So... you have your application ready, and you want to deploy it. Which DLLs do you deploy? This is one of those questions that can be difficult if you let it. My job is to not let that happen. So I'll break it down into one rule:
|Any assemblies you reference in your project need to be available to the executing application at runtime.|
This rule applies to every piece of software in the universe. But let's take a closer look at what this means for the various types of Vault customizations....
You are building an EXE
If your project output is an EXE, then it needs access to everything referenced in the project. The simplest way to do this is to just put the referenced DLLs in the same folder as your EXE. Visual Studio does this automatically, so you can just package up the program output and call it a day.
You are building a Vault Explorer extension
In the case of a custom command or tab view, you want to deploy everything that is referenced in your project that Vault Explorer doesn't already have access to.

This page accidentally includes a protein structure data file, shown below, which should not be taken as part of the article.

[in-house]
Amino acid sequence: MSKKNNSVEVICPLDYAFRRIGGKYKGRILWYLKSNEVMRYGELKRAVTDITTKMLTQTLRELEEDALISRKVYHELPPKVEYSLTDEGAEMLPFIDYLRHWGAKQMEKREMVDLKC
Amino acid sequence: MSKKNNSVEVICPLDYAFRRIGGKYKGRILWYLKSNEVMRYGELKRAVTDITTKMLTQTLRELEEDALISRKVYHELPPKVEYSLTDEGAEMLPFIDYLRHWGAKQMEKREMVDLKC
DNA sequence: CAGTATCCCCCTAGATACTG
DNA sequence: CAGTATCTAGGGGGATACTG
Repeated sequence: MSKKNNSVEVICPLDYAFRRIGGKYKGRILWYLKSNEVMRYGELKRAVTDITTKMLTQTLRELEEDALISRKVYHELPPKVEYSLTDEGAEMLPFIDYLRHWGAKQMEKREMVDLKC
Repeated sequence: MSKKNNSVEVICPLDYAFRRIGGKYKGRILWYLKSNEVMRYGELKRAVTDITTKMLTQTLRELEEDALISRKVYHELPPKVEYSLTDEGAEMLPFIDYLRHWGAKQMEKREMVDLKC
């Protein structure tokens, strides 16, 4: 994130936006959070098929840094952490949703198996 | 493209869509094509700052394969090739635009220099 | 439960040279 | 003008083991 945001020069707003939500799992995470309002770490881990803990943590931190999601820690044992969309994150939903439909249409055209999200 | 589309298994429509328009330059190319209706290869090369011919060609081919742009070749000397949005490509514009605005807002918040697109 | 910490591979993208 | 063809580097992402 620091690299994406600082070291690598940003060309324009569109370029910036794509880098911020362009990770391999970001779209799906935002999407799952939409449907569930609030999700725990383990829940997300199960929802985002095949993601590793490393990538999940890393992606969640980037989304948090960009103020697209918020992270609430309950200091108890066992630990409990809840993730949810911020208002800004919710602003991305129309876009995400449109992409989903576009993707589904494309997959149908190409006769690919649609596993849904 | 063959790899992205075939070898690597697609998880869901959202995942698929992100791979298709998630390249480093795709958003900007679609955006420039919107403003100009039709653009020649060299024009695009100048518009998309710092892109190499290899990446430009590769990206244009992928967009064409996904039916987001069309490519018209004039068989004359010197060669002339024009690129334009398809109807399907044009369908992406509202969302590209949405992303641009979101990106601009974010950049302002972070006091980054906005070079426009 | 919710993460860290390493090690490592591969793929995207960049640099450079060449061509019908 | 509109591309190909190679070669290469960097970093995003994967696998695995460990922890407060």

If you look in your Vault Explorer folder (the Explorer folder under your client install location), you'll notice it already has some of the SDK DLLs, such as Autodesk.Connectivity.WebServices.dll. However, not all the SDK DLLs are there, WebServicesTools for example. So, you need to deploy the assemblies that are referenced by your project that are not in the Explorer folder. When you deploy, the DLLs should be in the same folder as your extension DLL.
You are building a Job Processor extension
The rules are exactly the same as when building a Vault Explorer extension. In fact, JobProcessor.exe is in the same folder as Vault Explorer, so list of available DLLs is also the same.
You are building a Web Service (event handler) extension
In this case, you don't know which app you are running in. There are only 2 DLLs guaranteed to be available to the hosting app: Autodesk.Connectivity.WebServices.dll and Autodesk.Connectivity.Extensibility.Framework.dll. All other references should be deployed in the same folder as your extension.
If you deploy a DLL that is already in the application's folder, you won't hurt anything. .NET loads first from the folder that the application is running in. So your deployed DLL will never be used in this case.
If multiple extensions deploy the same DLL, the only one of them will be loaded at runtime. There is no way to know which one that will be ahead of time.